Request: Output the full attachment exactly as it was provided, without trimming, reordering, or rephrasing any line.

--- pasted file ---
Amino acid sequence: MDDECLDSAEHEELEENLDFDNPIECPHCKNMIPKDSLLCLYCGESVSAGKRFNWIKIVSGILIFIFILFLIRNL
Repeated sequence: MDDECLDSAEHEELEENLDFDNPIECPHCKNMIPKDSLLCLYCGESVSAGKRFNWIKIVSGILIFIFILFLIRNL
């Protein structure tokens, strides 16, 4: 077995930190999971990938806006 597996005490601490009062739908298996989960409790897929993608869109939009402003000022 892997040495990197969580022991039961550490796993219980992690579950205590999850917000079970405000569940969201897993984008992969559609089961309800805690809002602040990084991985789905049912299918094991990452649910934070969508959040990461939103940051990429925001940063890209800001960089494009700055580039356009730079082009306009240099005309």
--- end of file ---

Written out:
Amino acid sequence: MDDECLDSAEHEELEENLDFDNPIECPHCKNMIPKDSLLCLYCGESVSAGKRFNWIKIVSGILIFIFILFLIRNL
Repeated sequence: MDDECLDSAEHEELEENLDFDNPIECPHCKNMIPKDSLLCLYCGESVSAGKRFNWIKIVSGILIFIFILFLIRNL
């Protein structure tokens, strides 16, 4: 077995930190999971990938806006 597996005490601490009062739908298996989960409790897929993608869109939009402003000022 892997040495990197969580022991039961550490796993219980992690579950205590999850917000079970405000569940969201897993984008992969559609089961309800805690809002602040990084991985789905049912299918094991990452649910934070969508959040990461939103940051990429925001940063890209800001960089494009700055580039356009730079082009306009240099005309």